Visualise the Milky Way and Major Stars in 3D
Next week is a great time for night photography. In addition to the peak of the Perseid Meteor Shower around August 12, a New Moon on August 14 brings dark skies making it an ideal time to photograph the Milky Way. We’re excited to be releasing TPE 3.4 for iOS on Monday, August 10 2015, with major new functionality for night photographers.
Since TPE was first released in 2009, camera sensors have crossed the threshold of capability that makes long exposure, low noise shots of the night sky easy. As a result the popularity of night photography has sky-rocketed.
In 3.4, we’ve added a new 3D map overlay that includes not only a symbolic representation of the Milky Way and the Galactic Centre (the brightest, most photogenic region of the Milky Way), but also Polaris (the northern pole star), Polaris Australis (the southern pole star), the top 25 brightest stars, and a number of the best known constellations in the night sky.
This is a free update for all users of TPE for iOS running iOS 8.1 or higher.
Using Night Mode
Night Mode changes the app display to show the moon, Milky Way and selected stars. Instead of showing a complete day from midnight-to-midnight, the app shows midday-to-midday (local time), allowing you to focus on the night hours.
Enable night mode by tapping the Date at the top centre of the screen and choosing Night Mode (moon + stars icon on the right). The timeline shows all events from midday on the selected date, to midday the following day.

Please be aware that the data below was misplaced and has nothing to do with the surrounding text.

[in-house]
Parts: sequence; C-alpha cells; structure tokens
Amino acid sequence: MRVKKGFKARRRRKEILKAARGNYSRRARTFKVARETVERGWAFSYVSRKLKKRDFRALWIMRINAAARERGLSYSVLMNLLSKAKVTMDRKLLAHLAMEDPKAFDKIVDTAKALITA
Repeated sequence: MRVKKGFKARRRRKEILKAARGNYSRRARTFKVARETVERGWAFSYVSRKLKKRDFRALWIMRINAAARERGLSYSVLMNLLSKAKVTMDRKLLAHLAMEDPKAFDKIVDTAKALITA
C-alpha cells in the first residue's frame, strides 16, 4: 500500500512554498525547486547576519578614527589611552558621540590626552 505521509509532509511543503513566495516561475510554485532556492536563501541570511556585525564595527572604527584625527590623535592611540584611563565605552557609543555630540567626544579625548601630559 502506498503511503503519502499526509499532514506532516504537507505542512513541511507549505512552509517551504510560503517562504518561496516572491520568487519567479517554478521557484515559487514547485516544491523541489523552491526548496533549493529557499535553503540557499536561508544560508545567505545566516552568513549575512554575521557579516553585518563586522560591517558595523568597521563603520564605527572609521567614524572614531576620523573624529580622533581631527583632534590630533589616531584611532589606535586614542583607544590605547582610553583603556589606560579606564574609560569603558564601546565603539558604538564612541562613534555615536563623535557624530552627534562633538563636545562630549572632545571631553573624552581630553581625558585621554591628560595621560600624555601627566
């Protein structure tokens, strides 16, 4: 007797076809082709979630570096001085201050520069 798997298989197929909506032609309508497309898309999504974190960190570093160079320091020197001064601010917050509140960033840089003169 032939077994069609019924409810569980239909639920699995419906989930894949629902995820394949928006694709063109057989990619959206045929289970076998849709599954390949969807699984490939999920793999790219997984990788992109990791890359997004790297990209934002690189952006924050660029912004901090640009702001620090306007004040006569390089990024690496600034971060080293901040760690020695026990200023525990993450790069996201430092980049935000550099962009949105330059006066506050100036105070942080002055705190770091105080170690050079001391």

In Night Mode, the timeline displays rise, set and (optionally) transit times and directions for the Galactic Centre, the brightest part of the Milky Way, denoted as ‘GC’ in the timeline.
The map shows a symbolic representation of the band of the Milky Way in 3D above the map (imagine being on the outside of a planetarium centred on the primary/red map pin, looking in). The Galactic Centre is the brightest, widest area. Remember, it’s not always visible at all times of year. You won’t see it ever in far northern parts, and in winter, you’ll need to head even farther south.
Adjust the time of day by sliding from left to right on the altitude chart at the bottom of the screen to view the change in position of the Milky Way through the night.
Polaris and Polaris Australis, the northern and southern pole stars, are shown in red in the 3D map overlay, alongside a line indicating the axis of rotation of the stars as viewed from the primary/red map pin location.
Other major constellations are shown for ease of reference, particularly for those familiar with the night sky. Well known constellations, such as the Plough/Big Dipper and Orion should be easy to spot.
- 3D symbolic representation of the Milky Way and Galactic Centre
- Both northern and southern pole stars (Polaris and Polaris Australis) for star trail photography planning
- Major constellations: Canis Major, Orion, Ursa Major, Crux, Aquila, Aries, Cassiopeia, Cygnus, Gemini, Leo, Lyra, Scorpius, Taurus, and Ursa Minor
- Brightest stars from constellations Carina, Centauri, Bootes, Auriga, Canis Minor, Eridanus, Virgo, Piscis Austrinis
- Direction of galactic north and south poles
- Direction of galactic centre
- Intersection line of Milky Way with the horizon
- 3D moon position representation
- Rise, set and transit times and directions for the Galactic Centre
- Altitude chart for the Galactic Centre
Product images for press/media use showing TPE 3.4 for iOS running on Apple devices in Night Mode.
File size 3.56MB | Last modified Tue Aug 4, 2015 at 17:51 | Download count 45
Screenshots for press/media use showing TPE 3.4 for iOS in Night Mode on various iOS devices.
File size 11.37MB | Last modified Tue Aug 4, 2015 at 18:02 | Download count 35